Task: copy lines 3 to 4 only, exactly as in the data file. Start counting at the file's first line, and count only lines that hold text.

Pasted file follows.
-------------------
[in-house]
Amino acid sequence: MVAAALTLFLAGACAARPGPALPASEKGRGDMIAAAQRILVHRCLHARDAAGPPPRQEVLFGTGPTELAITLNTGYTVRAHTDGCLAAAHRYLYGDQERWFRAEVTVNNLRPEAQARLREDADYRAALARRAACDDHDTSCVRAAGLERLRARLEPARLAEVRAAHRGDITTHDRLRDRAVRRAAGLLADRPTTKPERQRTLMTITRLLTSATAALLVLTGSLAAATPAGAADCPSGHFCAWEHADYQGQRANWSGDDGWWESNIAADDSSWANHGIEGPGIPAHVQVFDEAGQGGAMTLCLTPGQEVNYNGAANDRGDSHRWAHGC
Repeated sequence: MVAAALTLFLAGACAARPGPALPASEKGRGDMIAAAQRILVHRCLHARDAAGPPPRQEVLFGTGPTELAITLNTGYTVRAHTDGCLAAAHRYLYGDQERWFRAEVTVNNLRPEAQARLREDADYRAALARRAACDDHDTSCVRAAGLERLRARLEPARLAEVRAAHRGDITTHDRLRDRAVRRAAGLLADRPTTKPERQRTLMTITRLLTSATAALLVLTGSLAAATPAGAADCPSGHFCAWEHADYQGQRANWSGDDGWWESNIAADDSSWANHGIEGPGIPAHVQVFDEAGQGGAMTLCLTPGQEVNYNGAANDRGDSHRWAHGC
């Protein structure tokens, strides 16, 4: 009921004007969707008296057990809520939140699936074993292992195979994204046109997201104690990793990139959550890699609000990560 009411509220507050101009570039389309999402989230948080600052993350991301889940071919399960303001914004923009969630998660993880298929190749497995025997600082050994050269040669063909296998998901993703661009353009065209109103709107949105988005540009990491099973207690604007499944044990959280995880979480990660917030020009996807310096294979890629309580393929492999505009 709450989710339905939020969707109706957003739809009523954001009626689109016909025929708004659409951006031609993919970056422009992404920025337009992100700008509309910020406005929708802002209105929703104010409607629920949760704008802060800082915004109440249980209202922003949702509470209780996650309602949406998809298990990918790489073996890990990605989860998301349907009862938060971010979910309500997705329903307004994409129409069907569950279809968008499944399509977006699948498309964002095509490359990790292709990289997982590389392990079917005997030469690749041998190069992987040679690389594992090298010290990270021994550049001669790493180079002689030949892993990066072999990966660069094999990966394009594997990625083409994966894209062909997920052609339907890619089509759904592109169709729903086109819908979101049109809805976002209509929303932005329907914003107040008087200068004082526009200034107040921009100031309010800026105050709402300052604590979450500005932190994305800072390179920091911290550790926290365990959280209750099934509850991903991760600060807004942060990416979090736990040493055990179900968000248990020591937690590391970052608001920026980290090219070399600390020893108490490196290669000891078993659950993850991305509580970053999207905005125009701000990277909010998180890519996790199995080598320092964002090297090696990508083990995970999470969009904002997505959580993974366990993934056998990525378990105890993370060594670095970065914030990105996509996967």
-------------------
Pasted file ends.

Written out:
Repeated sequence: MVAAALTLFLAGACAARPGPALPASEKGRGDMIAAAQRILVHRCLHARDAAGPPPRQEVLFGTGPTELAITLNTGYTVRAHTDGCLAAAHRYLYGDQERWFRAEVTVNNLRPEAQARLREDADYRAALARRAACDDHDTSCVRAAGLERLRARLEPARLAEVRAAHRGDITTHDRLRDRAVRRAAGLLADRPTTKPERQRTLMTITRLLTSATAALLVLTGSLAAATPAGAADCPSGHFCAWEHADYQGQRANWSGDDGWWESNIAADDSSWANHGIEGPGIPAHVQVFDEAGQGGAMTLCLTPGQEVNYNGAANDRGDSHRWAHGC
């Protein structure tokens, strides 16, 4: 009921004007969707008296057990809520939140699936074993292992195979994204046109997201104690990793990139959550890699609000990560 009411509220507050101009570039389309999402989230948080600052993350991301889940071919399960303001914004923009969630998660993880298929190749497995025997600082050994050269040669063909296998998901993703661009353009065209109103709107949105988005540009990491099973207690604007499944044990959280995880979480990660917030020009996807310096294979890629309580393929492999505009 709450989710339905939020969707109706957003739809009523954001009626689109016909025929708004659409951006031609993919970056422009992404920025337009992100700008509309910020406005929708802002209105929703104010409607629920949760704008802060800082915004109440249980209202922003949702509470209780996650309602949406998809298990990918790489073996890990990605989860998301349907009862938060971010979910309500997705329903307004994409129409069907569950279809968008499944399509977006699948498309964002095509490359990790292709990289997982590389392990079917005997030469690749041998190069992987040679690389594992090298010290990270021994550049001669790493180079002689030949892993990066072999990966660069094999990966394009594997990625083409994966894209062909997920052609339907890619089509759904592109169709729903086109819908979101049109809805976002209509929303932005329907914003107040008087200068004082526009200034107040921009100031309010800026105050709402300052604590979450500005932190994305800072390179920091911290550790926290365990959280209750099934509850991903991760600060807004942060990416979090736990040493055990179900968000248990020591937690590391970052608001920026980290090219070399600390020893108490490196290669000891078993659950993850991305509580970053999207905005125009701000990277909010998180890519996790199995080598320092964002090297090696990508083990995970999470969009904002997505959580993974366990993934056998990525378990105890993370060594670095970065914030990105996509996967």